The celebration of Jesus' birth and his manifestation as the Son of God come in a pair of seasons with common characteristics. Underlying the two feasts of Christmas and Epiphany is the central proclamation of Christianity: the dying and rising of Jesus. Recovery of this earliest level of meaning can help us rescue Christmas from a limited emphasis on the birth of a baby; for that birth is of ultimate importance only because of the saving event of his death and resurrection.

The period of Christmas and Epiphany has three primary days and themes: Christmas, or the Nativity of Christ (December 25th); Epiphany, or the manifestation of Christ to the Gentiles (January 6th); and the First Sunday after Epiphany; the Baptism of Christ. Other celebrations came to be associated with this time as well. The three days following December 25th commemorate Stephen, the first martyr; John, the disciple closest to Jesus; and the Holy Innocents, the children Herod ordered slain in Bethlehem in his vain attempt to destroy the Christ. The biblical account of Jesus' naming at his circumcision, on the eighth day after his birth – in obedience to Old Testament law – gives us the Feast of the Holy Name of Our Lord Jesus Christ on January 1st. The significance of his name (in Hebrew, Yeshua, which means "Yahweh saves") is that it reveals his nature and his ministry.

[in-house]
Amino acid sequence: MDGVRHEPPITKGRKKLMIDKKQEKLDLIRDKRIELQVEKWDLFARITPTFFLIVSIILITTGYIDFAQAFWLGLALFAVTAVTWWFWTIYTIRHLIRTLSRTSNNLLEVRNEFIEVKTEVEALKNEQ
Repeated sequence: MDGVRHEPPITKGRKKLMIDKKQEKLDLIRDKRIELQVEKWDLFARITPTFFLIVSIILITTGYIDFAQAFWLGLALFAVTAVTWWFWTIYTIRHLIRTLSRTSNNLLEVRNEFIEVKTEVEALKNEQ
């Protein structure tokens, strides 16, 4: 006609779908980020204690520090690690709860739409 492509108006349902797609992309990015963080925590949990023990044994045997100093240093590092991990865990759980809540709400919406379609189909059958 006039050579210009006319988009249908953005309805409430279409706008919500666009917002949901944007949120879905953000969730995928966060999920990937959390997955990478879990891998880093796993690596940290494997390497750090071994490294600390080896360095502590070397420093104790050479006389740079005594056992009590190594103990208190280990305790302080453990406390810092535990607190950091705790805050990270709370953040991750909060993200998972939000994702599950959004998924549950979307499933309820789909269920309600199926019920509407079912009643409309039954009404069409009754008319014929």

The weeks after Epiphany, other events in Jesus' ministry are celebrated. These events reveal him as God's son and help us explore more deeply the unlimited extent of his love and our role – as the members of his Body – in revealing him to the world. The liturgical texts for this period are very expressive of its meaning and embody many of the symbols, both biblical and cultural, which came to be part of the season.

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Ka 'ai ho'ola means the bread that gives life; here it is represented by kalo (taro), the most esteemed basic Hawaiian food.
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